FOG stands for Fats, Oils and Grease. The main source of FOG is kitchen wastewater. When discharged into the sanitary sewer system, FOG build up on pipe walls and block flow, causing wastewater to back up and flow out of manholes or even back into the kitchen. This is called Sanitary Sewer Overflow (SSO); it is illegal, requires costly clean-up, and is hazardous to human health and the environment.
Grease Trap Cleaning Hampton Roads Restaurant Oil Waste Pumping
REQUIREMENTS FOR GREASE CONTROL MAINTENANCE:
- GCDs (Grease Control Devices) must be cleaned by entirely emptying the device of all FOG waste once the total depth of floating grease and solids in the tank is approximately 25% of the overall liquid depth.
- Small GCDs must be cleaned at least once a week. Larger GCDs, or grease inceptors, must be maintained at a minimum frequency of once every 90 days.
- A log of all GCD maintenance must be kept on-site for at least 3 years prior to the date of inspection. A hauler manifest will suffice as a log entry.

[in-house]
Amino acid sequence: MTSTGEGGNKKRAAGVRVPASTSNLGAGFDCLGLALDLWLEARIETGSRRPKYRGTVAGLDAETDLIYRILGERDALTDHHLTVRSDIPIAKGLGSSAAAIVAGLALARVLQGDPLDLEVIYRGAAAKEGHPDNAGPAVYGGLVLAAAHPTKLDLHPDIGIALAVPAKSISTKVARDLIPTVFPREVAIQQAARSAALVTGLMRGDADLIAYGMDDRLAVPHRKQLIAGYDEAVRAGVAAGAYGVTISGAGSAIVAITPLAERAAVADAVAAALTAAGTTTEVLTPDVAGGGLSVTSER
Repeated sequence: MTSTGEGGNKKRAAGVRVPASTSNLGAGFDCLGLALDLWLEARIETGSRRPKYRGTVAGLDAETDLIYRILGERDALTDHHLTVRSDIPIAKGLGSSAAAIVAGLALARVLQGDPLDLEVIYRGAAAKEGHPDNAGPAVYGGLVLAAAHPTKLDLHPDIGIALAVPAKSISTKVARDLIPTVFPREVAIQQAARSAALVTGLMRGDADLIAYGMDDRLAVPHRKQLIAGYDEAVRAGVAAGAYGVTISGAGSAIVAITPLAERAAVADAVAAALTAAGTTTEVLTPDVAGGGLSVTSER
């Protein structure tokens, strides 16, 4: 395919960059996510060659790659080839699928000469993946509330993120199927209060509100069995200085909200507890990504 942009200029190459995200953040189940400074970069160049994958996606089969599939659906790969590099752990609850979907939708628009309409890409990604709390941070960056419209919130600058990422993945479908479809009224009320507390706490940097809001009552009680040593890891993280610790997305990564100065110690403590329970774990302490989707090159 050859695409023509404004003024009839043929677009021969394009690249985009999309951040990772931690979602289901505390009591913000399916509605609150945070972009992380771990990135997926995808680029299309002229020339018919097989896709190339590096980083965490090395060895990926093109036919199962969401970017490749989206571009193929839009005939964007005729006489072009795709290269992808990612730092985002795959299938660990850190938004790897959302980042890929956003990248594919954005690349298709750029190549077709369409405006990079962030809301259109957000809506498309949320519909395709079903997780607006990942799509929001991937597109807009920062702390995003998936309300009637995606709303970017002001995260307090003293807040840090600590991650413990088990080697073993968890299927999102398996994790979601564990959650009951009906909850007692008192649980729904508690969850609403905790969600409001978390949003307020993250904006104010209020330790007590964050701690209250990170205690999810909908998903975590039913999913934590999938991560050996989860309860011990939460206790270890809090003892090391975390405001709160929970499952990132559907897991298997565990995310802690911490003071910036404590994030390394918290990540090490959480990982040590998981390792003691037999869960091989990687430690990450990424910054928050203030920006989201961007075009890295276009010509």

REQUIRED GREASE INTERCEPTOR MAINTENANCE:
Scheduled Cleanings and Inspections
We offer regular scheduled cleanings and maintenance. We provide and maintain all reports required by the local municipalities to keep you in compliance.
- Suburban Plumbing will clean and pump complete contents of interceptor at a minimum of every 90 days. Some facilities may need to clean monthly or every two months to prevent exceeding 25% of capacity of interceptor with grease and food solids. We will help you determine if your interceptor pump frequency needs to be weekly, 30, 60 or 90 days.
- Suburban Plumbing will make sure that the complete contents of the interceptor is pumped. No partial pumping (grease layer only) is allowed.
- Suburban Plumbing will maintain records on site for interceptor pumping and cleaning. Pump records must include date pumped, volume pumped, and grease waste hauler ID information.
- Suburban Plumbing can correct any deficiencies, especially missing outlet “T” or deterioration of the interceptor.
BEST MANAGEMENT PRACTICES:
- Maintain grease interceptor in accordance with 25% rule.
- Recycle waste cooking oil. Do NOT pour down sinks or drains. Do NOT pour into any storm grates or onto the ground.
- “Dry Wipe” and scrape all pots, pans, and plates into trash container to remove residual oil, grease and food particles.
- Use strainers in sink drains and floor drains. Periodically empty contents into trash container.
- Post “No Grease” signs above sinks.
- If an oil or grease spill occurs: Clean up using dry, oil-absorbing material or use ice.
- Food grinder use is discouraged due to build-up of solids.
- Keep records of interceptor pumpings or cleanings.